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A Stone’s Throw review: An essential watch

An abstract image over a stone wall in the film A Stone's Throw

With its fascinating and groundbreaking visuals, Razan AlSalah’s short film A Stone’s Throw is a necessary documentary. 

Director: Razan AlSalah
Genre: Documentary
Run Time: 40′
Screening Date: April 27, 2024
Where to watch: at the Open City Documentary Festival

A Stone’s Throw is a new documentary by Palestinian filmmaker Razan AlSalah: the film was presented at the Berwick Film & Media Arts Festival and, most recently, at the Open City Documentary Festival in London. With this movieproducer and director AlSalah takes us on a journey to Zirku Island in the Persian Gulf through various types of digital media.

At first, this highly elaborate and laborious technique may seem too artificial to feature in a documentary, but it is in its artificiality that the film eventually finds its truth

As A Stone’s Throw starts, a twice-exiled Palestinian elder called Amine takes us through the journey of the film, unveiling the recurring violence of oil and labour extraction. The personal story quickly becomes intertwined with the larger historical context of the region and its history of extraction and colonisation. As the documentary goes on, we learn the story of his displacements which took him from Haifa to Beirut to Zirku Island, where the majority of the documentary is virtually set. Zirku Island, as the audience quickly learns, is an Emirati offshore oil platform and work camp for people like Amine where any type of filming and photography is highly controlled by the government and forbidden if not officially approved.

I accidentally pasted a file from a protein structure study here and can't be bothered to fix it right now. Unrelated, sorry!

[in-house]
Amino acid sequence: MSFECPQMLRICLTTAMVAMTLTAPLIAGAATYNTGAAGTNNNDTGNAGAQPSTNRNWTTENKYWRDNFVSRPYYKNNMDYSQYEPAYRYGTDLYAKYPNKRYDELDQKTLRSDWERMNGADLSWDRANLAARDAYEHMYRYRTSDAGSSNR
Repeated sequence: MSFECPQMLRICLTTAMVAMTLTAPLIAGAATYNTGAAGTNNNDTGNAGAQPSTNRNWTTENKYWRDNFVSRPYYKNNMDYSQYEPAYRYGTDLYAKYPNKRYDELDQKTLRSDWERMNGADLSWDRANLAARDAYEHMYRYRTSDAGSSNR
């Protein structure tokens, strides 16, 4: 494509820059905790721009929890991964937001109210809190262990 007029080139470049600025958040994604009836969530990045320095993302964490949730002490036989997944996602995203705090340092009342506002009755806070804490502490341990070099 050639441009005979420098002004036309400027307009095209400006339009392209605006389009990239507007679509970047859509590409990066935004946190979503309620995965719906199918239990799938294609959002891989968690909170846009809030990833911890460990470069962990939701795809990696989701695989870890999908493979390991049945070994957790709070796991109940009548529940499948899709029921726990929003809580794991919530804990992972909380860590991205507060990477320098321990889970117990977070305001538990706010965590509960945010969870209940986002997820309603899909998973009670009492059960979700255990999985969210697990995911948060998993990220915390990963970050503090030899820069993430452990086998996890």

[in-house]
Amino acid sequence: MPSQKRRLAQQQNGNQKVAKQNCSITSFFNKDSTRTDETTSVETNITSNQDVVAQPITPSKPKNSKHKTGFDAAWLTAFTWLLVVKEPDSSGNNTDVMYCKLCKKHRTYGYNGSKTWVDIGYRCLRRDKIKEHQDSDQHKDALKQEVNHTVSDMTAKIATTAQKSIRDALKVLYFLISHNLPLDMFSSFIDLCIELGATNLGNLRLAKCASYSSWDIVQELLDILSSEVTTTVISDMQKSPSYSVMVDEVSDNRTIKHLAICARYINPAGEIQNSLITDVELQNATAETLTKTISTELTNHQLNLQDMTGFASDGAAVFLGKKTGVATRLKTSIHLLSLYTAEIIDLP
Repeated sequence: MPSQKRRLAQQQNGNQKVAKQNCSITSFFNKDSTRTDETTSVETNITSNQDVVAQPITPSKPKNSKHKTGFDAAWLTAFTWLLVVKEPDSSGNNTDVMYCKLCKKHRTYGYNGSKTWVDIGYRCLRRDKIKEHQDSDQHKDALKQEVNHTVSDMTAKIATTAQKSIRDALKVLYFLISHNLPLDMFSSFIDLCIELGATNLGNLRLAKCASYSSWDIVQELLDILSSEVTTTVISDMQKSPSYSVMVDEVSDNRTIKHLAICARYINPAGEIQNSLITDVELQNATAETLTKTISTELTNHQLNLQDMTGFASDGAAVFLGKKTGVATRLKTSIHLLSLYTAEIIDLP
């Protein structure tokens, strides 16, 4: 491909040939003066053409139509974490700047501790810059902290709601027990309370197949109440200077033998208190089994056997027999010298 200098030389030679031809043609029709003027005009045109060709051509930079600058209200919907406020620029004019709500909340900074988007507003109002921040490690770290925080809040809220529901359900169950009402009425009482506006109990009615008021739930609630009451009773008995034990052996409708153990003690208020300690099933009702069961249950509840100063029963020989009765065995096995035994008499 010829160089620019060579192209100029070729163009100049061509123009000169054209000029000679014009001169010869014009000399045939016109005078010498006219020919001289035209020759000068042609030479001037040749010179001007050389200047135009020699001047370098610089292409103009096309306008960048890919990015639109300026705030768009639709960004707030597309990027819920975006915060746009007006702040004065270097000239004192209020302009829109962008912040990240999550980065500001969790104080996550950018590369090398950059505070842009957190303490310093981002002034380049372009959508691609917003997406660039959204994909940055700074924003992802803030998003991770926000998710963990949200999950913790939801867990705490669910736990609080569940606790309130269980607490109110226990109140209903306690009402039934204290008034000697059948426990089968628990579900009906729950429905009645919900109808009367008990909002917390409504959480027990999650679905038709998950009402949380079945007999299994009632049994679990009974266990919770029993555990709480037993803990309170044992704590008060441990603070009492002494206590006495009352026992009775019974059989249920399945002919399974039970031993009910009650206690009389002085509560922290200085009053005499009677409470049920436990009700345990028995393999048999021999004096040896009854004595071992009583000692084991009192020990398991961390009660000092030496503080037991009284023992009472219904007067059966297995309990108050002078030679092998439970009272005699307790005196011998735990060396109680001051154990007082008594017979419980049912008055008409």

But how do you portray a place where filming is prohibited? A Stone’s Throw attempts to give an answer to this dilemma in its own way. In order to get around the no filming issue, AlSalah entrusts this story to archival material, through the use and close analysis of an old picture, and satellite imagery, produced through coding and digital imagery. Therefore, the documentary allows us a unique look and insider access into a place that was never seen before as the director – and consequentially the audience – digitally trespasses an otherwise impenetrable and highly controlled land.  

Interestingly, the film does not hide any of this: the photo is intentionally grainy and sometimes hard to see when zoomed in and the digital reconstruction of the landscape is highlighted by the visual presence of specific coding instructions on the screen. This is because the difficulty of visually portraying the documentary’s visuals is an integral part of the story narrated in A Stone’s Throw. As the movie narrates a story of exile, it is not afraid to use various digital means to actually show us what it is talking about. 

An aerian image of Zirku Island in the film A Stone's Throw
An aerian image of Zirku Island in the film A Stone’s Throw (Open City Documentary Festival)

Short films are often tricky due to their limited time with the audience and by the time A Stone’s Throw finishes, it seems like the documentary still has a lot more to say. I also think it could have done a lot more visually. While the film presents us with very interesting and original visuals, I could not help but feel that it was fairly repetitive after a while: even if the movie is a little more than half an hour long, there are only so many times when you can show the same pictures, no matter how interesting that may be to see and analyse. 

A Stone’s Throw is a story of exile, digital resistance, and disappearing memories that rings very true to today’s oppression and war against Palestine. It is also a fascinating example of how we can use technology and new media to our advantage in storytelling when this is hindered by forces beyond our control. Of course, such a product is even more relevant and necessary in today’s political climate as its reflection on Palestinian exile feels more timely than ever. Is the film perfect? Probably not, but its narrative and visual experimentation are enough to make it stand out as a fascinating example of what subversive documentary filmmaking can look like in 2024

A Stone’s Throw was screened at the Open City Documentary Festival on April 27, 2024.

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